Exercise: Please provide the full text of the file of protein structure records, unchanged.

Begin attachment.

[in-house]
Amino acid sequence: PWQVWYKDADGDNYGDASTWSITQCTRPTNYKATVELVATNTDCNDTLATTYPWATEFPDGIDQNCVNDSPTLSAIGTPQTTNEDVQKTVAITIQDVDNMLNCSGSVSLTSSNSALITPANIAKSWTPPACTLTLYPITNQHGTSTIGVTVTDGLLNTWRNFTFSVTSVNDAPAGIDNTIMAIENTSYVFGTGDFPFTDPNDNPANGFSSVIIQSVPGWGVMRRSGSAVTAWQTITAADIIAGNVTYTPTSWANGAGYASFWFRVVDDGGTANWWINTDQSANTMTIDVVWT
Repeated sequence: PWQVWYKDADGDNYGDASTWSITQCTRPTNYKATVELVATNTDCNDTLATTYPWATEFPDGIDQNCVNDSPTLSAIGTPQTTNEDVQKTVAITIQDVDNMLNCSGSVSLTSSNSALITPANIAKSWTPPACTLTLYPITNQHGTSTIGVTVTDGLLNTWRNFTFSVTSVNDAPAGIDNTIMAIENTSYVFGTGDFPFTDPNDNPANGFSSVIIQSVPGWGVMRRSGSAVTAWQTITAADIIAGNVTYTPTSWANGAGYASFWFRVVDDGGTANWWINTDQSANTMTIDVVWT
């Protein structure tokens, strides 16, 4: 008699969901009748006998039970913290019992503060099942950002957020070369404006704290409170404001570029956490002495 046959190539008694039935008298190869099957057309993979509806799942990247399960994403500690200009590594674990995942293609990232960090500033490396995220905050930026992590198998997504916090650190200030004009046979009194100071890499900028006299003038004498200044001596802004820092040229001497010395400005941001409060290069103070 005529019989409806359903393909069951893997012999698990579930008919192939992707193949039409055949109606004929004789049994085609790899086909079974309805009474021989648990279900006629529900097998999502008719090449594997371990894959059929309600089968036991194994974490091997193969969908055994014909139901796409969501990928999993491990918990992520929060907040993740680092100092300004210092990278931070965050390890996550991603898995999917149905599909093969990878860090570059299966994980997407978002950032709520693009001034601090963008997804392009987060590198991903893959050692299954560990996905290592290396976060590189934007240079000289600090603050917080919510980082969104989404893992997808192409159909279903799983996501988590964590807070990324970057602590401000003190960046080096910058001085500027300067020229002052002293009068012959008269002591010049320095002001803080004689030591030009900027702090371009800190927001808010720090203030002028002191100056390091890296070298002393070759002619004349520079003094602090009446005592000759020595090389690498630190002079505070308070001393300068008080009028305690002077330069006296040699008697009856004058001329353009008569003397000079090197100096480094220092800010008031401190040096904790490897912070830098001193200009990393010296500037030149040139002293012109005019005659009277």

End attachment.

[in-house]
Amino acid sequence: PWQVWYKDADGDNYGDASTWSITQCTRPTNYKATVELVATNTDCNDTLATTYPWATEFPDGIDQNCVNDSPTLSAIGTPQTTNEDVQKTVAITIQDVDNMLNCSGSVSLTSSNSALITPANIAKSWTPPACTLTLYPITNQHGTSTIGVTVTDGLLNTWRNFTFSVTSVNDAPAGIDNTIMAIENTSYVFGTGDFPFTDPNDNPANGFSSVIIQSVPGWGVMRRSGSAVTAWQTITAADIIAGNVTYTPTSWANGAGYASFWFRVVDDGGTANWWINTDQSANTMTIDVVWT
Repeated sequence: PWQVWYKDADGDNYGDASTWSITQCTRPTNYKATVELVATNTDCNDTLATTYPWATEFPDGIDQNCVNDSPTLSAIGTPQTTNEDVQKTVAITIQDVDNMLNCSGSVSLTSSNSALITPANIAKSWTPPACTLTLYPITNQHGTSTIGVTVTDGLLNTWRNFTFSVTSVNDAPAGIDNTIMAIENTSYVFGTGDFPFTDPNDNPANGFSSVIIQSVPGWGVMRRSGSAVTAWQTITAADIIAGNVTYTPTSWANGAGYASFWFRVVDDGGTANWWINTDQSANTMTIDVVWT
């Protein structure tokens, strides 16, 4: 008699969901009748006998039970913290019992503060099942950002957020070369404006704290409170404001570029956490002495 046959190539008694039935008298190869099957057309993979509806799942990247399960994403500690200009590594674990995942293609990232960090500033490396995220905050930026992590198998997504916090650190200030004009046979009194100071890499900028006299003038004498200044001596802004820092040229001497010395400005941001409060290069103070 005529019989409806359903393909069951893997012999698990579930008919192939992707193949039409055949109606004929004789049994085609790899086909079974309805009474021989648990279900006629529900097998999502008719090449594997371990894959059929309600089968036991194994974490091997193969969908055994014909139901796409969501990928999993491990918990992520929060907040993740680092100092300004210092990278931070965050390890996550991603898995999917149905599909093969990878860090570059299966994980997407978002950032709520693009001034601090963008997804392009987060590198991903893959050692299954560990996905290592290396976060590189934007240079000289600090603050917080919510980082969104989404893992997808192409159909279903799983996501988590964590807070990324970057602590401000003190960046080096910058001085500027300067020229002052002293009068012959008269002591010049320095002001803080004689030591030009900027702090371009800190927001808010720090203030002028002191100056390091890296070298002393070759002619004349520079003094602090009446005592000759020595090389690498630190002079505070308070001393300068008080009028305690002077330069006296040699008697009856004058001329353009008569003397000079090197100096480094220092800010008031401190040096904790490897912070830098001193200009990393010296500037030149040139002293012109005019005659009277």